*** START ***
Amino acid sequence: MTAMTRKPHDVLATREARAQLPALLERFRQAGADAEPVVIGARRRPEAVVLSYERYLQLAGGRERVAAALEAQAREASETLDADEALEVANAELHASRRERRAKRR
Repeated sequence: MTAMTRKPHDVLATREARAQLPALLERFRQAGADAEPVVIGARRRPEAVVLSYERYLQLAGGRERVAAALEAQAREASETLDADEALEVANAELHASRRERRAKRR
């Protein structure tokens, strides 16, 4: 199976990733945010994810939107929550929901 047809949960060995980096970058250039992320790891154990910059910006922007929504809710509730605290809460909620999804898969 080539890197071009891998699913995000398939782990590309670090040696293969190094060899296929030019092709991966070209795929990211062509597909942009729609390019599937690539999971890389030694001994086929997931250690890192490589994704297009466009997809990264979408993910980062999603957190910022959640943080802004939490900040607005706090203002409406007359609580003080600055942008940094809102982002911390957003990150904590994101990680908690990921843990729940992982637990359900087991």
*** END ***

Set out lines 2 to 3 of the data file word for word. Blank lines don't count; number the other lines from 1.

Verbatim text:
Repeated sequence: MTAMTRKPHDVLATREARAQLPALLERFRQAGADAEPVVIGARRRPEAVVLSYERYLQLAGGRERVAAALEAQAREASETLDADEALEVANAELHASRRERRAKRR
């Protein structure tokens, strides 16, 4: 199976990733945010994810939107929550929901 047809949960060995980096970058250039992320790891154990910059910006922007929504809710509730605290809460909620999804898969 080539890197071009891998699913995000398939782990590309670090040696293969190094060899296929030019092709991966070209795929990211062509597909942009729609390019599937690539999971890389030694001994086929997931250690890192490589994704297009466009997809990264979408993910980062999603957190910022959640943080802004939490900040607005706090203002409406007359609580003080600055942008940094809102982002911390957003990150904590994101990680908690990921843990729940992982637990359900087991």